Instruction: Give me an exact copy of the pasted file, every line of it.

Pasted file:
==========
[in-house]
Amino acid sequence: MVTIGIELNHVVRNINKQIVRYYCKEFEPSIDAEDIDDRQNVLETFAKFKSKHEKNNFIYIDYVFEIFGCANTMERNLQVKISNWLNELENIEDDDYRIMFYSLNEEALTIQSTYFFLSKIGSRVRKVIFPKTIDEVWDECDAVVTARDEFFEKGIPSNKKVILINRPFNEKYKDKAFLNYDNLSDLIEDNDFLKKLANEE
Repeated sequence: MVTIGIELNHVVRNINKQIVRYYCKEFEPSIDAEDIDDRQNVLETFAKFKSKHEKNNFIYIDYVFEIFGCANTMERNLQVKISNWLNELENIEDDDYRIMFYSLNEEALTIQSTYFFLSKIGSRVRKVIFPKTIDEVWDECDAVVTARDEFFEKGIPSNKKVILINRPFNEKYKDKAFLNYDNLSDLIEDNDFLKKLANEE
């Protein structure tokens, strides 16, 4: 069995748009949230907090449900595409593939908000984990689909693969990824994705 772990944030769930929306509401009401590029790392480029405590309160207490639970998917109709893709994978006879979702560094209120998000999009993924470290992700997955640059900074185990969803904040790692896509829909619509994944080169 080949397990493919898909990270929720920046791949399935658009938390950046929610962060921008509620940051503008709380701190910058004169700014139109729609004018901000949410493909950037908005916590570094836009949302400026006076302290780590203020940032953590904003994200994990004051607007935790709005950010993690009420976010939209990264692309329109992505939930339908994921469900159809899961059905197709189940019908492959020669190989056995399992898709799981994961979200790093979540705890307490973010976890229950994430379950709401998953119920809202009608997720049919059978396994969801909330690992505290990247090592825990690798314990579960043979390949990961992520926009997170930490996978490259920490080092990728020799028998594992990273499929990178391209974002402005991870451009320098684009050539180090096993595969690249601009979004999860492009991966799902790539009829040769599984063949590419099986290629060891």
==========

[in-house]
Amino acid sequence: MVTIGIELNHVVRNINKQIVRYYCKEFEPSIDAEDIDDRQNVLETFAKFKSKHEKNNFIYIDYVFEIFGCANTMERNLQVKISNWLNELENIEDDDYRIMFYSLNEEALTIQSTYFFLSKIGSRVRKVIFPKTIDEVWDECDAVVTARDEFFEKGIPSNKKVILINRPFNEKYKDKAFLNYDNLSDLIEDNDFLKKLANEE
Repeated sequence: MVTIGIELNHVVRNINKQIVRYYCKEFEPSIDAEDIDDRQNVLETFAKFKSKHEKNNFIYIDYVFEIFGCANTMERNLQVKISNWLNELENIEDDDYRIMFYSLNEEALTIQSTYFFLSKIGSRVRKVIFPKTIDEVWDECDAVVTARDEFFEKGIPSNKKVILINRPFNEKYKDKAFLNYDNLSDLIEDNDFLKKLANEE
């Protein structure tokens, strides 16, 4: 069995748009949230907090449900595409593939908000984990689909693969990824994705 772990944030769930929306509401009401590029790392480029405590309160207490639970998917109709893709994978006879979702560094209120998000999009993924470290992700997955640059900074185990969803904040790692896509829909619509994944080169 080949397990493919898909990270929720920046791949399935658009938390950046929610962060921008509620940051503008709380701190910058004169700014139109729609004018901000949410493909950037908005916590570094836009949302400026006076302290780590203020940032953590904003994200994990004051607007935790709005950010993690009420976010939209990264692309329109992505939930339908994921469900159809899961059905197709189940019908492959020669190989056995399992898709799981994961979200790093979540705890307490973010976890229950994430379950709401998953119920809202009608997720049919059978396994969801909330690992505290990247090592825990690798314990579960043979390949990961992520926009997170930490996978490259920490080092990728020799028998594992990273499929990178391209974002402005991870451009320098684009050539180090096993595969690249601009979004999860492009991966799902790539009829040769599984063949590419099986290629060891």